Analysis of Dynamic Behaviour of Electric Power Systems with Large Amount of Wind Power

Vladislav Akhmatov

Research output: Book/ReportPh.D. thesis

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Abstract

The Industrial Ph.D. project "Analysis of dynamic behaviour of electric power systems with large amount of wind power" has been started by the Danish power distribution company NESA because wind power penetration into the Danish power grid has rapidly increased. The project was started ultimo 199 e.g. four year before commissioning of the large offshore windfarm ad Rødsand/Nysted should take place in eastern Denmark. The project should build-up the know-how about (i) representation of existing wind turbine concepts in the dynamic simulation tools, (ii) grid-connection of a large amount of wind power and (iii) maintaining of short-term (transient) voltage stability. The main goal of this project has been to answer the following question: what would happen in the power grid with a large amount of wind power when a three-phase, short-circuit fault has occured in the transmission power network? The project has been a pioneering work in the area of dynamic modelling of wind turbines in electric power supply. At the project start, the fixed-speed wind turbines equipped with conventional asynchronous generators were the most common wind turbine concept in Denmark. During the last three years, the wind turbines equipped with frequency converters and power electronics have become represented in a number of large wind turbine sites in Denmark and abroad. At the project start, the existing dynamic simulation tools did not contain models of wind turbines of sufficient complexity and accuracy to be used in investigations of short-term coltage stability. Therefore this project has focused on representation of the four main concepts in dynamic simulation tools:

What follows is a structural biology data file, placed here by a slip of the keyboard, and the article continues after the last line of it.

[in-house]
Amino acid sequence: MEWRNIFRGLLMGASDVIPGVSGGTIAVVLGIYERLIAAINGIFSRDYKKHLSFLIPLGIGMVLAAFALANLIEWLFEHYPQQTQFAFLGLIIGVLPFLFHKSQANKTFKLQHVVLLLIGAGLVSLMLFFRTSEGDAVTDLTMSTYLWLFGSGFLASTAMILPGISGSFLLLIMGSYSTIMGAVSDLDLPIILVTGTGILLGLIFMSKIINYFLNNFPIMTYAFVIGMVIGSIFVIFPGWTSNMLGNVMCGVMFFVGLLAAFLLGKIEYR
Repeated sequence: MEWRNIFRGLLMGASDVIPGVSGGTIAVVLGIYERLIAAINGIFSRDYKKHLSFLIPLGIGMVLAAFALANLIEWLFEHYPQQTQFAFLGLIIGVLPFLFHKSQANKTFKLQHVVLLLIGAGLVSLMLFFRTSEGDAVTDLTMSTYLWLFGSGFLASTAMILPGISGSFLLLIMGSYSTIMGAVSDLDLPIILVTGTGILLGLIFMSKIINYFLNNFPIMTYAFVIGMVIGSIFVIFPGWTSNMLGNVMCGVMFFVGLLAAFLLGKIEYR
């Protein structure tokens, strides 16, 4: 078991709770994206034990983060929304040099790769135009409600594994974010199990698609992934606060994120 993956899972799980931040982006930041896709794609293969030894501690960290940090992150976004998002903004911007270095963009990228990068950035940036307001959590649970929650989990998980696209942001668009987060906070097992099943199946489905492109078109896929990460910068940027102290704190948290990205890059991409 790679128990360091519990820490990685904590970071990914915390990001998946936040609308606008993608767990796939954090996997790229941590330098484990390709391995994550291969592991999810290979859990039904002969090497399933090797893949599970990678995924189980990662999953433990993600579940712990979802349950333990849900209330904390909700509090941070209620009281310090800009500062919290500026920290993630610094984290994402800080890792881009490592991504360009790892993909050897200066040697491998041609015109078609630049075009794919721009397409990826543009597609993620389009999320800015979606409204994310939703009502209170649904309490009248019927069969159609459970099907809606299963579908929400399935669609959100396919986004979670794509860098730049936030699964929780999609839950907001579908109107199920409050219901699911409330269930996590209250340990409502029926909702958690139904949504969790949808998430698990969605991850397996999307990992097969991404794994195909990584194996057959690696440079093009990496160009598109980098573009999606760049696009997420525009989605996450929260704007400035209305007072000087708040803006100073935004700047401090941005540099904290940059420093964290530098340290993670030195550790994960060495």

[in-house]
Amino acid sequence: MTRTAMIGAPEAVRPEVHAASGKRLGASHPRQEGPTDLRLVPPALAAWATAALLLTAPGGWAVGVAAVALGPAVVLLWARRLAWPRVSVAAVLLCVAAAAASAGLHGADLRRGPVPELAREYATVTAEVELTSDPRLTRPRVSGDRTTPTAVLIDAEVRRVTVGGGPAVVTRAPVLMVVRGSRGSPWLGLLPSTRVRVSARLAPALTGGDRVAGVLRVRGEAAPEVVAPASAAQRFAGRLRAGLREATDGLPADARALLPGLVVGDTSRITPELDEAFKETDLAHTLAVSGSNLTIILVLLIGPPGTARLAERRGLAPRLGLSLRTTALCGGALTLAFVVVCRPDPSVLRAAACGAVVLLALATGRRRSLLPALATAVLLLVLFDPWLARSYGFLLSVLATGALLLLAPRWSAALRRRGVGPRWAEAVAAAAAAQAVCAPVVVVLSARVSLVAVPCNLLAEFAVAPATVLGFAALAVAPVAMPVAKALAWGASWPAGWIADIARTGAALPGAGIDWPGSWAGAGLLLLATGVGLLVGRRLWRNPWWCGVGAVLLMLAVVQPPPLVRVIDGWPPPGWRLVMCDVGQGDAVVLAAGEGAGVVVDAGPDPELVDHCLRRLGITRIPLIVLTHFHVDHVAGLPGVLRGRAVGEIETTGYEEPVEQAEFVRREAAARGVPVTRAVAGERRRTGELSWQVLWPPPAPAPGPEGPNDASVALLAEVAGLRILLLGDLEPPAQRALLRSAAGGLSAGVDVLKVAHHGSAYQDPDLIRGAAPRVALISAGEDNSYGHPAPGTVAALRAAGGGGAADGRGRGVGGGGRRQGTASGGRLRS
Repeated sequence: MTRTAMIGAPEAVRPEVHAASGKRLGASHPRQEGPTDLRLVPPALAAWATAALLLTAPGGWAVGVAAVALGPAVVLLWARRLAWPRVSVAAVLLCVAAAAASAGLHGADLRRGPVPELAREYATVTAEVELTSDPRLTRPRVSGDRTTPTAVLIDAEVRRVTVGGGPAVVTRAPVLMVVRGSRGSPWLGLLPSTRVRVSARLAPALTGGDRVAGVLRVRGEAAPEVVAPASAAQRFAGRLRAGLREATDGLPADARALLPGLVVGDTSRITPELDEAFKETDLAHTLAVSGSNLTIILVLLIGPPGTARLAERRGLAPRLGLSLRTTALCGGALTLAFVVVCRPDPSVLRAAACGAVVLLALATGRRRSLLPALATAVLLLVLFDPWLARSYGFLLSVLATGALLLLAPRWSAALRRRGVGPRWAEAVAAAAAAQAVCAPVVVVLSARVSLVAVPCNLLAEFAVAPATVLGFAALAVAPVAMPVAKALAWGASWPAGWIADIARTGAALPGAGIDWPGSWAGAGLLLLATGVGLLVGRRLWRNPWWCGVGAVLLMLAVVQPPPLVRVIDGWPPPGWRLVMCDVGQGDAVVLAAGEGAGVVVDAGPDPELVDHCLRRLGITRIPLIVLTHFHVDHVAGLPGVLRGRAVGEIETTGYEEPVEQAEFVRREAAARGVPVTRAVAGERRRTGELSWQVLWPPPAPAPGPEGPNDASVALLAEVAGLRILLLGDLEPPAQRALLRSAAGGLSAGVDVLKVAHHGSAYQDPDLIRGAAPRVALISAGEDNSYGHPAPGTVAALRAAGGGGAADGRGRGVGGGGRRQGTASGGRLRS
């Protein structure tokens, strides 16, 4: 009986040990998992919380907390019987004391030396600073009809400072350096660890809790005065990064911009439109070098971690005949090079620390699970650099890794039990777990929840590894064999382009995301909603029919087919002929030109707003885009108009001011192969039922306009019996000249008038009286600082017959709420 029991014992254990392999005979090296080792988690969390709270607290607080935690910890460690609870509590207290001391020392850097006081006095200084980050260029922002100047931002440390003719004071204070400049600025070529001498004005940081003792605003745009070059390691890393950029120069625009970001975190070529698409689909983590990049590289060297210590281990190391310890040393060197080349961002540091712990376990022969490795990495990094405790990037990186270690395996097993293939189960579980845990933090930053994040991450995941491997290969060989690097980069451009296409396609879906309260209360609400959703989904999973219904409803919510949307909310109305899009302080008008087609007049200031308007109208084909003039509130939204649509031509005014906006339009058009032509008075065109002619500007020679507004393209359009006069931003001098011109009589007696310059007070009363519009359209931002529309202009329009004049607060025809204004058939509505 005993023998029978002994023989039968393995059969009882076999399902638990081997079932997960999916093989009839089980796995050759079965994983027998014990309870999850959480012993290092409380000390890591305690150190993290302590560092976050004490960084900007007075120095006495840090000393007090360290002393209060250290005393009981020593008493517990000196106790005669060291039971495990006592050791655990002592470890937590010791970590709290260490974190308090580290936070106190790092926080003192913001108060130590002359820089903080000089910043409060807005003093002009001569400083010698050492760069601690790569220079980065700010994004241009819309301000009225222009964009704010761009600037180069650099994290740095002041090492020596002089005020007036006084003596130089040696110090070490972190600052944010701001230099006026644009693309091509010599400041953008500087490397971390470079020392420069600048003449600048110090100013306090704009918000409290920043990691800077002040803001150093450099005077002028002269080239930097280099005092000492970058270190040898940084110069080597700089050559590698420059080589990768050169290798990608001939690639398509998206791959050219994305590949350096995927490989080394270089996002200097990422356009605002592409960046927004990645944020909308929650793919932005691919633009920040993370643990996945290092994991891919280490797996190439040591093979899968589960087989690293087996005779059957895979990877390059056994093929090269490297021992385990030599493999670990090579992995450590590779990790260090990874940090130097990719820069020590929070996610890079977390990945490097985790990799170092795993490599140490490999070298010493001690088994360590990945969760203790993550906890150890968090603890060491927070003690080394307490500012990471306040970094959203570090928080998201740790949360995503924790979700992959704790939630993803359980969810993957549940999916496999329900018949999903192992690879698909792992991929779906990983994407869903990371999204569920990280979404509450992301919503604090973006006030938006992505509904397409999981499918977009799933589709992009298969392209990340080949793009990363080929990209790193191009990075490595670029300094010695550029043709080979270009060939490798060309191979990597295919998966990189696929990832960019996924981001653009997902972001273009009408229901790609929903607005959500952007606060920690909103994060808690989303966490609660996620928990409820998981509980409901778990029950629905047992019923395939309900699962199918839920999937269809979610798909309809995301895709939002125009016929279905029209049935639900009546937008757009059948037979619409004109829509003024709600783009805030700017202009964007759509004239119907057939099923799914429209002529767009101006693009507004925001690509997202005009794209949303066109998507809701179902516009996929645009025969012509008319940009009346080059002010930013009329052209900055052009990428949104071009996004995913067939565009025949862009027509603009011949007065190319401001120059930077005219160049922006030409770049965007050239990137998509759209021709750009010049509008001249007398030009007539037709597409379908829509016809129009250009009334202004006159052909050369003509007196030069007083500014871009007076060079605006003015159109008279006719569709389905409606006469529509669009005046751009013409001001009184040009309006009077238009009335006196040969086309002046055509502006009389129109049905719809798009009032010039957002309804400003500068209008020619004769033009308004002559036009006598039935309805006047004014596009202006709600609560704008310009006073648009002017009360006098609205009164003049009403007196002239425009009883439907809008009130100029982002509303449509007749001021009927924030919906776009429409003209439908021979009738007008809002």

1) Fixed-speed wind turbines equipped with no-load compensated induction generators, which is the so-called Danish concept. Those can be either fixed-pitch or with blade-angle control.
2) Pitch-controlled wind turbines equipped with doubly-outage induction generators and variable rotor resistance control.
3) Variable-speed, pitch-controlled wind turbines equipped with doubly-fed induction generators abd partial-load frequency converters.
4) Variable-speed, pitch-controlled wind turbines equipped with direct-driven, multi-pole synchronous generators and frequency converters. Here, the model is described in case of permanent magnet generators.

The dynamic wind turbine models of all the four wind turbine concepts have been applied to investigate transient voltage stabilityand suggest uninterrupted operation (ride-through) features. The main investigations have been carried out with use of the model of a large (offshore) wind farm consisting of eighty wind turbines. Especially, it has focused on the Dansih concept since this has still been the most common concept in Denmark. Consequences of the incorporation of a large amount of wind power and local combined heat-power units have been investigated with use of a detailed and sufficiently realistic model of a large power network. Here, it has been distinguished between (i) local sites feeding into the local distribution networks and (ii) large wind farms connected to the transmission power networks and assigned to the technical specifications of the transmission system operator. Considerations of representing the local generation units and their protection have been explained. The investigations have been carried out with respect to the following issues.

1) When the wind turbines in the large wind farms have been (i) fixed-speed active-stall controlled and equipped with induction generators or (ii) variable-speed pitch-controlled and equipped with doubly-fed induction generators and partial-load frequency converters.
2) Access of the connection point of the large wind farm to (i) a strong power network or (ii) a weak power network.

Accessing a connection point in a strong power netowrk has been found favourable to maintain (i) short-term voltage stability and (ii) uninterrupted operation of the large wind farms. Operation of the large wind farms, especially the frequency converters of variable-speed wind turbines, could be affected by weak power grids and dynamic behaviour of local generation units at transient events.
Original languageEnglish
Place of PublicationKgs. Lyngby
PublisherTechnical University of Denmark
Number of pages270
ISBN (Print)87-91184-18-5
Publication statusPublished - 2003

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